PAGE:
That's how I felt this morning reading 'Coding is not the new literacy' by Chris Granger.
The power of code is in how it supports new kinds of thinking. It's in how it lets us represent, explore and communicate ideas. It's a means to such ends, not the end in itself.
The well-intentioned 'learn to code' movement frequently misses this point.
Reading and writing gave us external and distributable storage. Coding gives us external and distributable computation. It allows us to offload the thinking we have to do in order to execute some process. To achieve this, it seems like all we need is to show people how to give the computer instructions, but that's teaching people how to put words on the page. We need the equivalent of composition, the skill that allows us to think about how things are computed. This time, we're not recording our thoughts, but instead the models of the world that allow us to have thoughts in the first place.
The article pinpoints modeling as 'the new literacy'. Models let us play and explore. Such acts are an important form of creativity, and an important way of understanding complex things.
Interestingly, Granger points to Excel as the most ubiquitious tool for modeling:
Through Excel we can model any system that we can represent as numbers on a grid, which it turns out, is a lot of them. We have modeled everything from entire businesses to markets to family vacations. Millions of people are able to use spreadsheets to model aspects of their lives and it could be argued that, outside of the Internet, it's the single most important tool available to us on a computer. It gains this power by providing a simple and intuitive set of tools for shaping just one material: a grid of numbers. If we want to work with more than that, however, we have to code.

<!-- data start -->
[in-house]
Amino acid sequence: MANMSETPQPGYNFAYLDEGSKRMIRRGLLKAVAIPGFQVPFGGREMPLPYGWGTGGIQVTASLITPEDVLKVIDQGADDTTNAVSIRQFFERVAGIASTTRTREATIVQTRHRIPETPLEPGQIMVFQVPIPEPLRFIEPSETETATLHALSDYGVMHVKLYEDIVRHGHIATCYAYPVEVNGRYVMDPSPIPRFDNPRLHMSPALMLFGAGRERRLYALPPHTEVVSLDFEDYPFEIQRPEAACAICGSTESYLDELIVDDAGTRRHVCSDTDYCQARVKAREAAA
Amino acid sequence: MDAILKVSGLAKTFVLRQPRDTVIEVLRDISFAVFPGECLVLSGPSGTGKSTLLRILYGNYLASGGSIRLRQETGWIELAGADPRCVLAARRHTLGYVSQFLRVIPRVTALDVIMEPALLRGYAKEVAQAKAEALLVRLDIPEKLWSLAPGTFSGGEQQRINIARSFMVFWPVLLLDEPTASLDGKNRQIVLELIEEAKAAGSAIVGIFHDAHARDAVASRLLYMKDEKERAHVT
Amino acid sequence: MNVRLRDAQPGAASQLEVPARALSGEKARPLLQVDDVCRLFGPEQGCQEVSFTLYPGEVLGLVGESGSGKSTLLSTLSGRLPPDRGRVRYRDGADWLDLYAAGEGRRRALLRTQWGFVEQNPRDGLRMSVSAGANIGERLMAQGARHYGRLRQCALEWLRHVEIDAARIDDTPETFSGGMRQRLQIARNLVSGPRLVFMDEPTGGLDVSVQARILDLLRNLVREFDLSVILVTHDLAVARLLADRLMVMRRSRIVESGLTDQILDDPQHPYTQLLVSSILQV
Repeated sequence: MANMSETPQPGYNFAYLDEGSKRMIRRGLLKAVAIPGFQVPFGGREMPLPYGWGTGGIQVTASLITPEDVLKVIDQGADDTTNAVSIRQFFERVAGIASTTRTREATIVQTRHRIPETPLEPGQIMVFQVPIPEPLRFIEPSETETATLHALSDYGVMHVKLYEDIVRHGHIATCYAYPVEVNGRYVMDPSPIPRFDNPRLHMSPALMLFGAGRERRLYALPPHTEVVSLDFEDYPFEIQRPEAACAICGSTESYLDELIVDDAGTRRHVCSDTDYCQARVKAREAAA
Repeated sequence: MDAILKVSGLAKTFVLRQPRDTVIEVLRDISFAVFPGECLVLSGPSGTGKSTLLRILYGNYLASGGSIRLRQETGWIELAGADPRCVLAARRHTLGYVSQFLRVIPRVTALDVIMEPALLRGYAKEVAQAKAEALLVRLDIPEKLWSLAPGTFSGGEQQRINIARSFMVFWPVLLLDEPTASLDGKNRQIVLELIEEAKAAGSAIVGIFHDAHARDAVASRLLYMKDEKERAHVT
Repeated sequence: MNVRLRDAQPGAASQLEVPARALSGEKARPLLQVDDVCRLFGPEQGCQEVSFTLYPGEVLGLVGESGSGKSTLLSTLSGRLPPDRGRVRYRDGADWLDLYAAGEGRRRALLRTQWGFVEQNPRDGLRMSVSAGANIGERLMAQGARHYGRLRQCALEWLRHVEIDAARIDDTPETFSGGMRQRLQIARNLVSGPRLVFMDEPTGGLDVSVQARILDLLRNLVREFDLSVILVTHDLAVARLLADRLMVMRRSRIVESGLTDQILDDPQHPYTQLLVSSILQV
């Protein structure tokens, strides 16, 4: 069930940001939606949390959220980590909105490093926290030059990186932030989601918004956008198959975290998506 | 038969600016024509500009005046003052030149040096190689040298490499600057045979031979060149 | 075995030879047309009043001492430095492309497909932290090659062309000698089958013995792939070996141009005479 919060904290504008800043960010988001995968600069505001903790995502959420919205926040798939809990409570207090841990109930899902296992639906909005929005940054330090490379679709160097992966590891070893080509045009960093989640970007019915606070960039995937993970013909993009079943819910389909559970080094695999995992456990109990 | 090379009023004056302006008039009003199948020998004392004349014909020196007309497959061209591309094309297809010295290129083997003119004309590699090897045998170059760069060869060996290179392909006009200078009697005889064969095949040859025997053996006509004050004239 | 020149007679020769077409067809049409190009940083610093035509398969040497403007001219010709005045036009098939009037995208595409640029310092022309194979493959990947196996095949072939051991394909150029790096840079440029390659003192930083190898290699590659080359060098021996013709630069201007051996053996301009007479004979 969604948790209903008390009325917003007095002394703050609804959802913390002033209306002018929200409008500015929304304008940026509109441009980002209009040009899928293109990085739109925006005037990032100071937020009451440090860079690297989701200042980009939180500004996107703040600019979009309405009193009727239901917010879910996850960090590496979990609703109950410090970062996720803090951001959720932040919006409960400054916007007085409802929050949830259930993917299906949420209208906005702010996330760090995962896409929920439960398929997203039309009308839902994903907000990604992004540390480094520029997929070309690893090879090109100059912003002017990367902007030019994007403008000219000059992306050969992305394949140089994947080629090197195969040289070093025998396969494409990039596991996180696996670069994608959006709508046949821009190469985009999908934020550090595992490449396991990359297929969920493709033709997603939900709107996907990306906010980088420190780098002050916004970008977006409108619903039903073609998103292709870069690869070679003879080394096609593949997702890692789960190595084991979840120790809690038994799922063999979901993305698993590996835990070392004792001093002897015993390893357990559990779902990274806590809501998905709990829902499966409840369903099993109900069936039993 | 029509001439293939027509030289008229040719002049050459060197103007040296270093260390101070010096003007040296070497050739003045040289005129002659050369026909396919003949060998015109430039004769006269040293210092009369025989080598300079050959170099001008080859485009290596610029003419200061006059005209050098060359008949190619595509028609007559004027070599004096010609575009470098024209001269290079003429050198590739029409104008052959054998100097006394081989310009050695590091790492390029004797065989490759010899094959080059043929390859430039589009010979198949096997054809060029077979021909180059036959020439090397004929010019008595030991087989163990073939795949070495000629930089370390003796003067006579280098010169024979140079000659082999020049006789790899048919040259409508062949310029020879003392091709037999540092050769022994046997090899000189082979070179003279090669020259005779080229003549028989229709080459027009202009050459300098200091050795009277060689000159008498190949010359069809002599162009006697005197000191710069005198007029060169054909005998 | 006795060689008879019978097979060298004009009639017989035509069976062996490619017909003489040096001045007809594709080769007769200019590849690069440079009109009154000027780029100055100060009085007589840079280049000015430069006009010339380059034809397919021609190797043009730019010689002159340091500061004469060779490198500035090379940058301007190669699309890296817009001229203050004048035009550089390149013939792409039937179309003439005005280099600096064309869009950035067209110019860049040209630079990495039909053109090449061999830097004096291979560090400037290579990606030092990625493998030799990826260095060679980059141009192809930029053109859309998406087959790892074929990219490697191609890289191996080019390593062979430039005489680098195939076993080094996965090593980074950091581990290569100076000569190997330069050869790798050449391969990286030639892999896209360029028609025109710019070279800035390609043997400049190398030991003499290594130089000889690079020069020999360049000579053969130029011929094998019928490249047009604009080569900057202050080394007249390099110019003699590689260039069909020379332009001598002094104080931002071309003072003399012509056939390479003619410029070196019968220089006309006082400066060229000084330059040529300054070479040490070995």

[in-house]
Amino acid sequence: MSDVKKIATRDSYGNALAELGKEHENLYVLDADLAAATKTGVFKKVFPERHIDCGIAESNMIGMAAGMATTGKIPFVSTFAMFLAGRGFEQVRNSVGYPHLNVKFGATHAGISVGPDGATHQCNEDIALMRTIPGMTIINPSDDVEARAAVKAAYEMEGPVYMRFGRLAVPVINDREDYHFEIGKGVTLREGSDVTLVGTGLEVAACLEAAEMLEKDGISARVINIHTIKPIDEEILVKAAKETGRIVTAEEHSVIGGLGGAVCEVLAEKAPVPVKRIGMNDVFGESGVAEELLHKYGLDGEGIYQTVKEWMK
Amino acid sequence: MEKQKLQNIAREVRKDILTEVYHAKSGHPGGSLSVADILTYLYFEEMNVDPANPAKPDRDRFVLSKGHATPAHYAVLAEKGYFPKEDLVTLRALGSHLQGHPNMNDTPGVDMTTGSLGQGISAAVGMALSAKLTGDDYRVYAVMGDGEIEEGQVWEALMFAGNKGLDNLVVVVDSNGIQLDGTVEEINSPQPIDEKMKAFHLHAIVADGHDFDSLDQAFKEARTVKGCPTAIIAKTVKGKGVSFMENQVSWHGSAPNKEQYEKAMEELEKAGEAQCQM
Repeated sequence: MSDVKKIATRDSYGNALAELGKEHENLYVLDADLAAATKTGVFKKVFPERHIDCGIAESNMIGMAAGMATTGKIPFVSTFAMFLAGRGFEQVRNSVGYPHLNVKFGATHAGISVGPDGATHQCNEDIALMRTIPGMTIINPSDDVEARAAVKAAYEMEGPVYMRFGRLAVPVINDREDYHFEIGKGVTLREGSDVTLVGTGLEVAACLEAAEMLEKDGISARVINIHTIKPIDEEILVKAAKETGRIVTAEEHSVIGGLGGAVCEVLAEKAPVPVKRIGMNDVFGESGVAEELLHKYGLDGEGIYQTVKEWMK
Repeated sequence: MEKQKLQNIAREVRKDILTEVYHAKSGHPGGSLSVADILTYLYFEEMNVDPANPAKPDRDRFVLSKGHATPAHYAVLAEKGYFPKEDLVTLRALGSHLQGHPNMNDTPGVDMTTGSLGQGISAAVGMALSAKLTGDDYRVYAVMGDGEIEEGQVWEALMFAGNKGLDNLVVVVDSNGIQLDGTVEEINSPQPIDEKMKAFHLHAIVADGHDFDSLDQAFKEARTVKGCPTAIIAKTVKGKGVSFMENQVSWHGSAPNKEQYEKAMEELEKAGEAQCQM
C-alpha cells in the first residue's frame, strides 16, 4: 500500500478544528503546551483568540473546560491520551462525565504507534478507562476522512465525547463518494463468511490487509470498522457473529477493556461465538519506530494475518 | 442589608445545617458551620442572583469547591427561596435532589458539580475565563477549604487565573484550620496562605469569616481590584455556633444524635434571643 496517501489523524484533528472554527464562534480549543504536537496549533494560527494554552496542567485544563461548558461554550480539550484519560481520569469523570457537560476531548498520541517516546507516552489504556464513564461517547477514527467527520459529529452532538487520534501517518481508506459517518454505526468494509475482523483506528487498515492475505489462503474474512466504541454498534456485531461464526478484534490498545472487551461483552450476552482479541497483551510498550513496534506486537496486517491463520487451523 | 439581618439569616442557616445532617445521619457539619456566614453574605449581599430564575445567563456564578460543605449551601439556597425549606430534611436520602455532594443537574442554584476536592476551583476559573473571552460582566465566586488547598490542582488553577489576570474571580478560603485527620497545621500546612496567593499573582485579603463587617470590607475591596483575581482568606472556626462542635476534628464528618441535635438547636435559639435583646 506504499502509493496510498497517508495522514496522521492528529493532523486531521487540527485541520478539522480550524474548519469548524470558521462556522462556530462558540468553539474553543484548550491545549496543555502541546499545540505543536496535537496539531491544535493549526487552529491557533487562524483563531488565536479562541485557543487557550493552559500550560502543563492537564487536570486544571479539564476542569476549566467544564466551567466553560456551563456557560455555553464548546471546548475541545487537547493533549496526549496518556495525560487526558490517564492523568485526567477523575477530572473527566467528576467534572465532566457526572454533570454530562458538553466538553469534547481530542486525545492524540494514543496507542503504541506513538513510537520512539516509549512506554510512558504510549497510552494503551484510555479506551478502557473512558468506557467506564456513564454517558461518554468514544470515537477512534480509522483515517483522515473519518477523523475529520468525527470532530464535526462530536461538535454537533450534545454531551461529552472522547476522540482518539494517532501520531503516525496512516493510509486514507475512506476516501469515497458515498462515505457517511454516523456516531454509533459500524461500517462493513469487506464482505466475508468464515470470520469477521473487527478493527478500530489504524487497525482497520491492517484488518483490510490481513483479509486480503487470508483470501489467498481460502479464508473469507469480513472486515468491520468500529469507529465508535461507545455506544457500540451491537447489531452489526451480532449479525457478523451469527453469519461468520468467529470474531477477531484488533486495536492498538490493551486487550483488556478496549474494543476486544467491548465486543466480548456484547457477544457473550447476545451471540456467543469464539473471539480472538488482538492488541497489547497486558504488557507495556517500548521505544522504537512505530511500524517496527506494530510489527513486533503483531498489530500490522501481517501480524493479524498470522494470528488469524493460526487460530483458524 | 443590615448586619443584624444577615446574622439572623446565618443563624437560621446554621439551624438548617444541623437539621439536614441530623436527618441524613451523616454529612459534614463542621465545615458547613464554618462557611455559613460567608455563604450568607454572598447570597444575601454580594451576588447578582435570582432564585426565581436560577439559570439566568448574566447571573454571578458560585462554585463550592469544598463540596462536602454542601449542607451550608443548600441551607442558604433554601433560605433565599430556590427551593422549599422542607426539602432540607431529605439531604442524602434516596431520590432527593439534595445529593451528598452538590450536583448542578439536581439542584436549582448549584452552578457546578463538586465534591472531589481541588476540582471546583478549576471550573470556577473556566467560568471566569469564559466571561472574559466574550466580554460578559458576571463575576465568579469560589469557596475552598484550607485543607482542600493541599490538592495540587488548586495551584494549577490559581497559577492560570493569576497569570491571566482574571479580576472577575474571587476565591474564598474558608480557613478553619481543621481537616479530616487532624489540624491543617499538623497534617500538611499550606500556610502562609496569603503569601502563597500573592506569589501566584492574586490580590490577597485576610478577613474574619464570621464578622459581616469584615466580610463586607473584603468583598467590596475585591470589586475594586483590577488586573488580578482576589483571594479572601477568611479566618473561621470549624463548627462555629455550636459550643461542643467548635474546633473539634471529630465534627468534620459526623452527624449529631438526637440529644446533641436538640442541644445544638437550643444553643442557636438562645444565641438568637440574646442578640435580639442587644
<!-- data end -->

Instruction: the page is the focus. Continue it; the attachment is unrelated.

The beautiful thing about this is that millions of people, who would never considered themselves programmers, do indeed practice certain forms of (advanced) computation on a regular basis. There are many parallels in other forms of modeling and problem-solving, and yet the peculiar nature of code with its alien syntax is deeply off-putting.
Which is, of course, a huge opportunity for intervention.
He breaks down the process of modeling into these stages, which I think could be a useful framework for qualifying some of my ideas:
Specification: How to break down parts until you get to ideas and actions you understand.
Validation: How to test the model against the real world or against the expectations inside our heads.
Debugging: How to break down bugs in a model. A very important lesson is that an invalid model is not failure, it just shows that some part of the system behaves differently than what we modeled.
Exploration: How to then play with the model to better understand possible outcomes and to see how it could be used to predict or automate some system.
The context of this post is Granger's work on an unreleased product called Eve. A useful precursor is his post 'Towards a better programming' in which some deeper issues to do with our archaic programming languages are explored. Some clues to how Eve may work are given in this demo for a prototype product called Aurora:
It's hugely reassuring – and validating – to find other people asking many of the same questions as me.
I listened to a discussion of the subject in which an important idea – advocated by Piaget and Papert – was mentioned. To teach children (and I believe anyone) complex ideas you have to start with something familiar. We encounter this informally all the time: "It's like x but different because y."
It would seem that Granger wants to take the familiarity of Excel and let people move to something hugely more versatile and powerful. That seems like a strong approach.
I'm encouraged to use this notion as an anchor for my own ideas in building technical / procedural literacy. What are the familiar activities, with parallels to programmatic thinking, that might be a jumping off point?